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Lawmakers Work to Bridge Divide in Education Budget

Public school officials aren't crazy about any version of the Florida budget, but they're hoping the final numbers might resemble the Senate's plan, one that ultimately spends more money per student.

The House and Senate have put forth individual budget proposals for the public school system which, educators say, fall short of what the schools really need. But with a shortfall of more than $3 billion, there simply wasn't enough money to go around, lawmakers said.

“This budget has a reduction, a very minor reduction of per student funding of less than 1 percent,” said Rep. Anitere Flores, R-Miami, about the House spending plan.

In the House bill, student funding is cut from its current level by $52 to $6,814.In comparison, the Senate put forth a per-student funding level of $6,905, a $39 increase.

On a per school level that creates a variety of scenarios. In the House version, the Broward schools get $11 million more in funds, Miami-Dade School District sees roughly a $25.6 million increase in total funds, Duval schools lose about $10 million, Hillsborough schools lose $1.38 million and Orange County School District receive $6 million in additional funds.

By comparison, in the Senate budget, Broward schools see a $38 million increase, Miami-Dade schools receive a $103 million increase, Duval schools lose $14.5 million, Hillsborough loses about $291,000 and the Orange County School District sees a $23.7 million increase in funds.

The major difference between the two bills is on the revenue side. The Senate is relying on the assumption that all 67 counties will enact a .25-mill property tax increase and that the state will receive money from a Seminole gaming compact.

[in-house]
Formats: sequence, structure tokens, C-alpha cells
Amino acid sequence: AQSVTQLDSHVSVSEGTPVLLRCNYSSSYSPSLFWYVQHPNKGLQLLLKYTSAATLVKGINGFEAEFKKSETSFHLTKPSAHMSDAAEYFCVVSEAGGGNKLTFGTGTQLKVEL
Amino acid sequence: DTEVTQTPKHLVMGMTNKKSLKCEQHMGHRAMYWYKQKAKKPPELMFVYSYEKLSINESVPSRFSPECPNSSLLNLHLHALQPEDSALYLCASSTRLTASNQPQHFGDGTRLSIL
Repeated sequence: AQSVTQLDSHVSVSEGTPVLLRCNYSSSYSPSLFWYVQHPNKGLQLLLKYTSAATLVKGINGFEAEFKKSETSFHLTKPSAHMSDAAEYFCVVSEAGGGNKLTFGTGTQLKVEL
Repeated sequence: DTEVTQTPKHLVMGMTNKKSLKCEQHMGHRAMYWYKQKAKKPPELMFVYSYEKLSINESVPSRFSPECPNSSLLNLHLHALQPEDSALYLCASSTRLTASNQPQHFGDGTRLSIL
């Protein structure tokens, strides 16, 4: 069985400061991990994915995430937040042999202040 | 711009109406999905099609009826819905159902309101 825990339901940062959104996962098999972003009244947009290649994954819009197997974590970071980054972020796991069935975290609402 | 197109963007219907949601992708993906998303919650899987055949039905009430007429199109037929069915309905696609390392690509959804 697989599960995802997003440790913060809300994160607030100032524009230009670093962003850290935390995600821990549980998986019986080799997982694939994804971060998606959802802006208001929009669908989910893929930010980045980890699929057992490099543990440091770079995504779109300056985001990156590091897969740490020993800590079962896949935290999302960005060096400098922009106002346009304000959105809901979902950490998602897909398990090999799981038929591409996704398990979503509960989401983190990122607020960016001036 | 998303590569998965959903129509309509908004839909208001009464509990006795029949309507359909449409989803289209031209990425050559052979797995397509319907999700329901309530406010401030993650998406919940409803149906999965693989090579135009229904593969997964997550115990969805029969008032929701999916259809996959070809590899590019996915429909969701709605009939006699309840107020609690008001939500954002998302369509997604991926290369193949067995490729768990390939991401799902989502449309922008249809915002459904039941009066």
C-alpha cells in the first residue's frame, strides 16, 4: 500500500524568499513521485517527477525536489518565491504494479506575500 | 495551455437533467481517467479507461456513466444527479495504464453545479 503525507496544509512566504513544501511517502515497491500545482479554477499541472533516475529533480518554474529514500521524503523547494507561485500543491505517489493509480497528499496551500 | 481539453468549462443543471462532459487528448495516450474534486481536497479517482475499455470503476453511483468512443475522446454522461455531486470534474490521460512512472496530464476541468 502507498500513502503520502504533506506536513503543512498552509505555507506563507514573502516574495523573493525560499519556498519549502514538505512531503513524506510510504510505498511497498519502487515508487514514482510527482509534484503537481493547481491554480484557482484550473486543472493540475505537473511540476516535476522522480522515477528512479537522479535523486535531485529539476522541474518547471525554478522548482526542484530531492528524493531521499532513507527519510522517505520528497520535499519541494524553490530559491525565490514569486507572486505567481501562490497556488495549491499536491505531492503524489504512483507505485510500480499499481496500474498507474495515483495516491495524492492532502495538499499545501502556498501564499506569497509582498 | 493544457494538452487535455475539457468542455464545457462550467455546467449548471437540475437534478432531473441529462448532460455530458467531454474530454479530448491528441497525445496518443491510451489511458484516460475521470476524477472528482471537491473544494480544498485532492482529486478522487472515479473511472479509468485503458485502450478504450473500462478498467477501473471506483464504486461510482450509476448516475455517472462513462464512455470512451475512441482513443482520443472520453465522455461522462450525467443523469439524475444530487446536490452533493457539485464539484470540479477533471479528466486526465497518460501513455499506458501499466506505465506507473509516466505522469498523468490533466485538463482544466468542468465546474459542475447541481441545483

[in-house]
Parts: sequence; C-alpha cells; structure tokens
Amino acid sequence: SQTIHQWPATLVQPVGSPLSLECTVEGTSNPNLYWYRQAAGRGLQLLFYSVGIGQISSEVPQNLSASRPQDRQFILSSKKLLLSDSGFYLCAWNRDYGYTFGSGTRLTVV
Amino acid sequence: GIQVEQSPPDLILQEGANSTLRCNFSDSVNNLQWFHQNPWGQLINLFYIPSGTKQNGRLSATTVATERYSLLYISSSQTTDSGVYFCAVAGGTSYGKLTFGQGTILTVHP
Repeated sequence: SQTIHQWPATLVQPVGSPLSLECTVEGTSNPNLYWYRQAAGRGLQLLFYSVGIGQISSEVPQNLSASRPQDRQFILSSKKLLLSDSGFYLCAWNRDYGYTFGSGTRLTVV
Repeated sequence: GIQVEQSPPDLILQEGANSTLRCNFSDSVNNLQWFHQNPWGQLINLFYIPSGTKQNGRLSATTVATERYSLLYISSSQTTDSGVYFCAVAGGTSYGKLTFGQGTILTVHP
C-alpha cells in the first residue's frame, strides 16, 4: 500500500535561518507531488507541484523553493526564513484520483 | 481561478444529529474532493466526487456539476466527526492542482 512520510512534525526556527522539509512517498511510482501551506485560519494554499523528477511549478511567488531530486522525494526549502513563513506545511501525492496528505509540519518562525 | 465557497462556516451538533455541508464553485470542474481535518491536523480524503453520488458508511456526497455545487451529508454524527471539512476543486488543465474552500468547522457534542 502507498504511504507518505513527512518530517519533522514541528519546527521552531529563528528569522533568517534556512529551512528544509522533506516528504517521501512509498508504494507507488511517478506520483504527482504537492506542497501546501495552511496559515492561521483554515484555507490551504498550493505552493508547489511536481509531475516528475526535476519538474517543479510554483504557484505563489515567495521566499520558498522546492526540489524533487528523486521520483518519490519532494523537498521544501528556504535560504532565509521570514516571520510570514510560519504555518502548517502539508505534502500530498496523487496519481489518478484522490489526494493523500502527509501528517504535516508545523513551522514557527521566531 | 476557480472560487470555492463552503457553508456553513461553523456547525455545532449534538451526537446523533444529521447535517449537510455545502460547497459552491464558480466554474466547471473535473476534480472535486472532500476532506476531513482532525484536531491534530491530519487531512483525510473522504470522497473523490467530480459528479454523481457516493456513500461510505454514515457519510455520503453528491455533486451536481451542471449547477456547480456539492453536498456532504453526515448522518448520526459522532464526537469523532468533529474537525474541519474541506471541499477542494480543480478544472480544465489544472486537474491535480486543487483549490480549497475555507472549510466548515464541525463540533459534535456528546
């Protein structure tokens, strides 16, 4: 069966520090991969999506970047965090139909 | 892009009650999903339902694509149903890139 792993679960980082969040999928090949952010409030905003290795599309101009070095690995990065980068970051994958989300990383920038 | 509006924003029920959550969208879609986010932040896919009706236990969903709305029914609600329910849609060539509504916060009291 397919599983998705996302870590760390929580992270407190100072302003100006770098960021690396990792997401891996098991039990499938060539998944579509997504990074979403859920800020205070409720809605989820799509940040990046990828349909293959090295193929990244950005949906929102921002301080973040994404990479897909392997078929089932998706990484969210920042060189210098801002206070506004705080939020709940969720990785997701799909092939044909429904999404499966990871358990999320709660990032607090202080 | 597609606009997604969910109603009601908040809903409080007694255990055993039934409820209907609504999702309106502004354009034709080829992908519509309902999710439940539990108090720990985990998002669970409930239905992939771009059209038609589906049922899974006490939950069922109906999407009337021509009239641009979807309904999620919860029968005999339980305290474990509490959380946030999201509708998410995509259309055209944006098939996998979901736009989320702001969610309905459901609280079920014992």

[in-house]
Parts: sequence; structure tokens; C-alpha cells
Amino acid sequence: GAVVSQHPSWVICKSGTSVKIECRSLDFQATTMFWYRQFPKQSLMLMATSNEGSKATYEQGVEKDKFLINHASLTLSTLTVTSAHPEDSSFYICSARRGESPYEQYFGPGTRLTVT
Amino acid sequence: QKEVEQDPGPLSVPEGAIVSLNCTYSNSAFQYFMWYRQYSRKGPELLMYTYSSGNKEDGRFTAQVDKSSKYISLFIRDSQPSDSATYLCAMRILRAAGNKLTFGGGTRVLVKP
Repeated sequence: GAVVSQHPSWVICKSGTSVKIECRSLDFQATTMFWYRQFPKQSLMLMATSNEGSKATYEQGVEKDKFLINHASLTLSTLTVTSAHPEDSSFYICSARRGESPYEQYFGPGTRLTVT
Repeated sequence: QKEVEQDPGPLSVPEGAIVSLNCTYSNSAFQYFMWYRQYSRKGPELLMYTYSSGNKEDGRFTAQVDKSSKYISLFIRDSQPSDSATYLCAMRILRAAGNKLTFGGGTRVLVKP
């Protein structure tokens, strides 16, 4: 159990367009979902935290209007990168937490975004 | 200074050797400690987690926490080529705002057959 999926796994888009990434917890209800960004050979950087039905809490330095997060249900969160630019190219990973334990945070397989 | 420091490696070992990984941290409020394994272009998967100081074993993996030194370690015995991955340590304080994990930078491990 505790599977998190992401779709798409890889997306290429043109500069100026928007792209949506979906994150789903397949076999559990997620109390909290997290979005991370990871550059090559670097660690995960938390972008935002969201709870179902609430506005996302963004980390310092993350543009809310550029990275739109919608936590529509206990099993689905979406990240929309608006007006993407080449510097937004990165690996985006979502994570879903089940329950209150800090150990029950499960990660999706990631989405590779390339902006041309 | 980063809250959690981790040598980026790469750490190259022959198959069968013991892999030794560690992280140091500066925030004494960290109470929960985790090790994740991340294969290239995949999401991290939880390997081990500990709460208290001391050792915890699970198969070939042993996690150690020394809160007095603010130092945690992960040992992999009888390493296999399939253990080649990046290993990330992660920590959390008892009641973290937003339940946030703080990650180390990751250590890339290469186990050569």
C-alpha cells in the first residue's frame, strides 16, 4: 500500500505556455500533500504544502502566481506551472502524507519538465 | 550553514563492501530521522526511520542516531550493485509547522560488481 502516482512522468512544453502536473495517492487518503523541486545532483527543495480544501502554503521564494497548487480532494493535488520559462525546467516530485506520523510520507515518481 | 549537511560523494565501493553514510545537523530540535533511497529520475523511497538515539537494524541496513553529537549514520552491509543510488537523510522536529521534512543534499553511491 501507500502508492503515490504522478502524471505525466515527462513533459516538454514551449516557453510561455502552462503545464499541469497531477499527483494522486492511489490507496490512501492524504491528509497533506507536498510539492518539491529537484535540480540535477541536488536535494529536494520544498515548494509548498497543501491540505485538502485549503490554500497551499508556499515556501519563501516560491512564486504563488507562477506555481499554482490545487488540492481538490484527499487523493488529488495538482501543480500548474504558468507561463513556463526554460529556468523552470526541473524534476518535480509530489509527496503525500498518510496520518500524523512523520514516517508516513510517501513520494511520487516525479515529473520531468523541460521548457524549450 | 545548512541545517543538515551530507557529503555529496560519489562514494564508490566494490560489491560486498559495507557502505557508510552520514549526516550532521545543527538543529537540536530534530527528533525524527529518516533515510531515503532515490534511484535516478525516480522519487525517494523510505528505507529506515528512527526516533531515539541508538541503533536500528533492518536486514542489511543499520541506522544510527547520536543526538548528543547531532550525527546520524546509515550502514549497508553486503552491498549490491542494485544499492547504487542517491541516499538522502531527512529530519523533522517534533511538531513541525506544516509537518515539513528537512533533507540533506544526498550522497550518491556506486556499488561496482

Lawmakers have been negotiating with the Seminole Tribe for more than a year over a potential gaming compact, but still have not been able to come to an agreement. Lead negotiators have said they are close though and expressed confidence that a deal can be reached by the end of session.

The House and Senate will ultimately iron out the differences in their budget through the conference committee process, but first, they must agree on how much money the state has to be budgeted. In addition to the gaming and property tax increase, the overall Senate budget relies on $880 million in federal Medicaid money that has yet to be approved by Congress.

Rep. David Rivera, R-Miami, the House budget chief told reporters that the House intends to only rely on “real numbers, actual numbers” rather than potential financial windfalls that haven’t come in yet. The House would like to see a bill signed by the President guaranteeing the Medicaid money and an agreement among all the key gaming figures before it agrees to a budget relying on that revenue.

“I don't think members will rely on speculation to build this budget,” Rivera said.

House Democrats urged their Republican colleagues to include gaming money in the budget to help boost public school funding, which has from $7,143 in 2007 to the current $6,866.

The House has been squeamish when it comes to gaming expansion, but Rep. Darren Soto, D-Orlando, said gaming is already in the state.

“We need to utilize all the resources at our disposal and stop kidding ourselves,” he said.

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